Rush / Family History
ancient family history was found in the irishsurnames.com archives.
Surnames developed a wide number of variants over the centuries. Many different spelling variations of the same name can be traced back to a single original root. Also, when a bearer of a name emigrated from Ireland it was not uncommon that their original name would be incorrectly transcribed in the record books upon arrival at their new location. Some names have dozens of spelling variations. Some Surnames were also altered over the years based on how they sounded phonetically, by their sound, and depending on the prevailing political conditions it may have been advantageous to change a name from one language to another. This was especially so in Ireland where most Gaelic names were 'anglicized' at some stage.
Variants of the name Rush
include O'Ruse, Rushe, Ruish and Ruishe. This name in Irish is O'Ruis and the latter variants are the anglicized forms of this. This sept came from Oriel.
A sept or clan is a collective term describing a group of persons whose immediate ancestors bore a common surname and inhabited the same territory. It is also the case that many Irish septs or clans that are related often belong to a larger groups, sometimes called tribes. For example the 'Tribes of Galway' consisted of fourteen distinct families. The 'Tribes of Kilkenny' were ten families, etc.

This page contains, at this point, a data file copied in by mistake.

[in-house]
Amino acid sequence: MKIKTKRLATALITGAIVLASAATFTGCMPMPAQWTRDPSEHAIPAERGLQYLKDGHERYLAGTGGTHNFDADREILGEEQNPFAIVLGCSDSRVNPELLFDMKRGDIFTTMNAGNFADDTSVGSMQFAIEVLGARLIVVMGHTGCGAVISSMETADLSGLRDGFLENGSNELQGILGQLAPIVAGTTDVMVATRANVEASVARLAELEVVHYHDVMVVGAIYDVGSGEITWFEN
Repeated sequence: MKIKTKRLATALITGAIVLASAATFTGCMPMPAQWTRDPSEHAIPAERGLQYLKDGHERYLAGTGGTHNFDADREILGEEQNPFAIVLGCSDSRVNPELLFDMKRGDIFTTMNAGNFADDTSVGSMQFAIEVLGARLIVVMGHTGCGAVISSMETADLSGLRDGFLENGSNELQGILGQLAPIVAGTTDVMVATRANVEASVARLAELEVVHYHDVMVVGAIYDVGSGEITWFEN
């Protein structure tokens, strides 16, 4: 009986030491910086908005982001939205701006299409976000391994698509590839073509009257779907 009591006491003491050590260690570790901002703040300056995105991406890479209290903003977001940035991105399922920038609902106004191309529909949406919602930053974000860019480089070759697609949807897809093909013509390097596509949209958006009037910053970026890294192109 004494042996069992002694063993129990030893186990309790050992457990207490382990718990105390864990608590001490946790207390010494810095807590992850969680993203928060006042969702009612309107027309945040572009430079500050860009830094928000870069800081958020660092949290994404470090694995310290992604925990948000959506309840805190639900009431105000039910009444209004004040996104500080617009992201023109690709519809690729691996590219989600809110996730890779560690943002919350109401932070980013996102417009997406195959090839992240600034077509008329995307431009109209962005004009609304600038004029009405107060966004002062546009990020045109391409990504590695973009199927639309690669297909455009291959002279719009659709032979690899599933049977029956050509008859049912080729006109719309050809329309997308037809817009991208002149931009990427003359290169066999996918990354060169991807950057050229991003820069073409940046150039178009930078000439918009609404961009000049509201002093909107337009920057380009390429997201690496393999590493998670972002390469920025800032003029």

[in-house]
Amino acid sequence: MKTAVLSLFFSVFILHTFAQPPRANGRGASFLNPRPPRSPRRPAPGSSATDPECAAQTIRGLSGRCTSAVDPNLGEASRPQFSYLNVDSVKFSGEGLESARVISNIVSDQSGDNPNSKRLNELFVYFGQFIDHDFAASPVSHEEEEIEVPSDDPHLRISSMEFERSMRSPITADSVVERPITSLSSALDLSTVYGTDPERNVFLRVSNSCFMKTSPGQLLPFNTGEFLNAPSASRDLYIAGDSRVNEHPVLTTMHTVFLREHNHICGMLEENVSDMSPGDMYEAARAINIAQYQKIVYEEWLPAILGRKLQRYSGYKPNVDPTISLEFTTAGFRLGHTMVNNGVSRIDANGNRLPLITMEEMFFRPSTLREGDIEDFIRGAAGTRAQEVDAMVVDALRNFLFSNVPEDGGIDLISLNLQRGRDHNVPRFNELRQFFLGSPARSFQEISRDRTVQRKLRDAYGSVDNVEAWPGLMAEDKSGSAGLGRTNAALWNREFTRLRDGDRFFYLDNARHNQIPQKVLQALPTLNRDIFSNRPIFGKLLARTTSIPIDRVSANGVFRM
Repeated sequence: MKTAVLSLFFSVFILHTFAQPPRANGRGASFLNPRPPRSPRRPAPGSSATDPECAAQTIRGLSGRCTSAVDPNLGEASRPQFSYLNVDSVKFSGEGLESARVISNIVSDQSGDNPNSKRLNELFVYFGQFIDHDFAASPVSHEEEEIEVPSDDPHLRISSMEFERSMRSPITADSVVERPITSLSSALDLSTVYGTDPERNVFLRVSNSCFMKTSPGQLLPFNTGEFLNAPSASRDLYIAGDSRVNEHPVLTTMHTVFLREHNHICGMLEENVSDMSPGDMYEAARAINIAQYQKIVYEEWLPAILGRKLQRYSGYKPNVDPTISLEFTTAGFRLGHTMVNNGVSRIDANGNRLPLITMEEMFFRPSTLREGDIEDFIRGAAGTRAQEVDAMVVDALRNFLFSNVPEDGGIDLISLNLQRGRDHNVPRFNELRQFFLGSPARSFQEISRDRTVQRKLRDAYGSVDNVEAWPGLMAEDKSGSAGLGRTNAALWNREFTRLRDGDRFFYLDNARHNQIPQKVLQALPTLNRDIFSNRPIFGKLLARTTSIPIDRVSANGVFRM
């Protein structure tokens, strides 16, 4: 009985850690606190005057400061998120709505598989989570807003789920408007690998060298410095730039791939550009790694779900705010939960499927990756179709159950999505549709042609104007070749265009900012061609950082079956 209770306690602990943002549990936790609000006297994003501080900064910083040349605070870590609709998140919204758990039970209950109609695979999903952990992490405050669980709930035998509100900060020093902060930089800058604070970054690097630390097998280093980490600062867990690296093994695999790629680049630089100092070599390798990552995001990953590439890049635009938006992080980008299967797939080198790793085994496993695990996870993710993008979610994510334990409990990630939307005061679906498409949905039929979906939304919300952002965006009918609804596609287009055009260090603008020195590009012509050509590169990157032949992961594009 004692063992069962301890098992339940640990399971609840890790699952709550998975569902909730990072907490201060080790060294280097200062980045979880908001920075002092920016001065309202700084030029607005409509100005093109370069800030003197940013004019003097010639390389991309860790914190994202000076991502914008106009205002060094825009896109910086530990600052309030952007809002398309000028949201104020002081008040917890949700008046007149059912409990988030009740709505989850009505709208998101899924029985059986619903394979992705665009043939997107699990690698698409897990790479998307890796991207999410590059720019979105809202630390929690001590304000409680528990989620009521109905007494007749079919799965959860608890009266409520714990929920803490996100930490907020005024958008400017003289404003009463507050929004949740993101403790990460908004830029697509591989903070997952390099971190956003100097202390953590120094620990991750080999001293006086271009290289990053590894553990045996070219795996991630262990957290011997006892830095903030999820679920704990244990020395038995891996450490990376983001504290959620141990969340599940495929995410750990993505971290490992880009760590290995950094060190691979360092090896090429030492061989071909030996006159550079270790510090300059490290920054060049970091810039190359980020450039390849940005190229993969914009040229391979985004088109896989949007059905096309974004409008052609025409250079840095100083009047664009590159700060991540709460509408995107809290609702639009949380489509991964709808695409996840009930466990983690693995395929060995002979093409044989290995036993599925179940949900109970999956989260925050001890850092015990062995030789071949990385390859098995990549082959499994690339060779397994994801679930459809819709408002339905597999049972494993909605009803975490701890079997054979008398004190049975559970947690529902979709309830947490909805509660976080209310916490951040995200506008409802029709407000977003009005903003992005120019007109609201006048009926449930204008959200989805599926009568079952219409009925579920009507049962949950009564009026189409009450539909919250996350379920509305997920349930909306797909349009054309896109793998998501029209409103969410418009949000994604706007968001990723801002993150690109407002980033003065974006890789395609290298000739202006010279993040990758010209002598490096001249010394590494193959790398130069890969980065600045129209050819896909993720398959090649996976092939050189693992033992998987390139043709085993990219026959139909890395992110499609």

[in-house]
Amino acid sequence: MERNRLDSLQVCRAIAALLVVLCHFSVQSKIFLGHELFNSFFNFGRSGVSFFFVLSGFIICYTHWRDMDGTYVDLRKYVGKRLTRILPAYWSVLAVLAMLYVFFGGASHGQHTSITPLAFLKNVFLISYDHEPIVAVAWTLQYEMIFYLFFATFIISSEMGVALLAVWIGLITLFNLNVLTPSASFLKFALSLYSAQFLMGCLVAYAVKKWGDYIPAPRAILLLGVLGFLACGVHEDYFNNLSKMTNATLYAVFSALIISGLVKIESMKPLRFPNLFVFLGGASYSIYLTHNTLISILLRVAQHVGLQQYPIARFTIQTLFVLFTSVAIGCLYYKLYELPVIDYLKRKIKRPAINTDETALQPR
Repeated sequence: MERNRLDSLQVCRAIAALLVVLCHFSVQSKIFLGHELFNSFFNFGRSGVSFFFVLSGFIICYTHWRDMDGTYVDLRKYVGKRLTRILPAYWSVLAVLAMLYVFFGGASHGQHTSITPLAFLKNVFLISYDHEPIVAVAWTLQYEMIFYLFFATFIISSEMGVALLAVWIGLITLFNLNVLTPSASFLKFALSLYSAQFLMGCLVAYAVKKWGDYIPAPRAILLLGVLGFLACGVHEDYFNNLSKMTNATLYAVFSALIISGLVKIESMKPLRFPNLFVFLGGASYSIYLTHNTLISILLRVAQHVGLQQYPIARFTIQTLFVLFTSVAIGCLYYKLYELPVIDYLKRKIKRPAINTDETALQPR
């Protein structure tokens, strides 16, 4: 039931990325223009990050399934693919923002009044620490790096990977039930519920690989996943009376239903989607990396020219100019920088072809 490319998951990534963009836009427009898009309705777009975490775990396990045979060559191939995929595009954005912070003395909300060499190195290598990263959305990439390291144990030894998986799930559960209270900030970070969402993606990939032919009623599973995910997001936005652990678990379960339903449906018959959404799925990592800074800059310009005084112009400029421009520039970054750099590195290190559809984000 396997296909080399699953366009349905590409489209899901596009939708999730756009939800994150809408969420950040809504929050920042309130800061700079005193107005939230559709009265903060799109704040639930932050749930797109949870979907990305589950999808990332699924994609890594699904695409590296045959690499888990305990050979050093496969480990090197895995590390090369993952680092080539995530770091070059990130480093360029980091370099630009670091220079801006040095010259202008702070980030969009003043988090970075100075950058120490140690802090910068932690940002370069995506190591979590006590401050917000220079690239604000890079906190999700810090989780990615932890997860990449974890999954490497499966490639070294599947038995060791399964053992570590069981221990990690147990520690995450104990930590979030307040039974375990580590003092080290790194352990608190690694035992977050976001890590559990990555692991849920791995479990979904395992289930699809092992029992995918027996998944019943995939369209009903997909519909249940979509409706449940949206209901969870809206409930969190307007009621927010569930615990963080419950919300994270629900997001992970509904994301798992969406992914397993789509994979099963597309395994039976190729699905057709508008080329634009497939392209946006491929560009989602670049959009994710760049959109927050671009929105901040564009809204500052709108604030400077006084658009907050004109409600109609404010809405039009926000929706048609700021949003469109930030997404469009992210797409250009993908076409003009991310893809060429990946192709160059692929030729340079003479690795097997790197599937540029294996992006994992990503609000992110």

The pedigree of the family can be supported in 'an Lebor Gebala' of O'Rois of Oriel and by the evidence in the Hearth Money Rolls. In the Fitzwilliam Accounts of 1561 we find a Thomas O'Rushe as official letter carrier. A Tadhg O'Rushe, who was a Kern, appears in the County Dublin Fiants dated 1566. Five different families of Rush, Rushe, Ruish and Ruishe appear in the Inquisitions for King's County, Offaly, dated 1623. The name is also found in Connacht where it is of the Ui Fiachrach O'Luachra. Luachair is the Irish word for Rush. This sept belongs to the Barony of Tireragh, County Sligo.The Rush
family crest (or coat of arms) came into existence many centuries ago. The process of creating these coats of arms began as early as the eleventh century although a form of Proto-Heraldry may have existed in some countries prior to this, including Ireland. The new more formalized art of Heraldry made it possible for families and even individual family members to have their very own family crest, coat of arms, including Rush